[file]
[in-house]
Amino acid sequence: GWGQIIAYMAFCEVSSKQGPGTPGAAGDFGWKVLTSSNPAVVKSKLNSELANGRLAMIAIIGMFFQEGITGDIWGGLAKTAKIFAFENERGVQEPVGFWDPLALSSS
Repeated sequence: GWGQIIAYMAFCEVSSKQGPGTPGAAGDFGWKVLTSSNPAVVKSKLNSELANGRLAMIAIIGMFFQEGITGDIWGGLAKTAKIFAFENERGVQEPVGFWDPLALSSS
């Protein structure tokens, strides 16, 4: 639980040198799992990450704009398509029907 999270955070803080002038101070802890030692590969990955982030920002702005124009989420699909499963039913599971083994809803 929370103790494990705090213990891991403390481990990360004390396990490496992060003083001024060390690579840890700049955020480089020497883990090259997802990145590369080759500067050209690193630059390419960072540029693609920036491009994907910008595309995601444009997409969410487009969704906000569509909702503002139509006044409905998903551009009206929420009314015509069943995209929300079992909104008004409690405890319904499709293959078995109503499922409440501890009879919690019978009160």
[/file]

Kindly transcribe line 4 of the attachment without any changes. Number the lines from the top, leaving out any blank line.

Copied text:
């Protein structure tokens, strides 16, 4: 639980040198799992990450704009398509029907 999270955070803080002038101070802890030692590969990955982030920002702005124009989420699909499963039913599971083994809803 929370103790494990705090213990891991403390481990990360004390396990490496992060003083001024060390690579840890700049955020480089020497883990090259997802990145590369080759500067050209690193630059390419960072540029693609920036491009994907910008595309995601444009997409969410487009969704906000569509909702503002139509006044409905998903551009009206929420009314015509069943995209929300079992909104008004409690405890319904499709293959078995109503499922409440501890009879919690019978009160």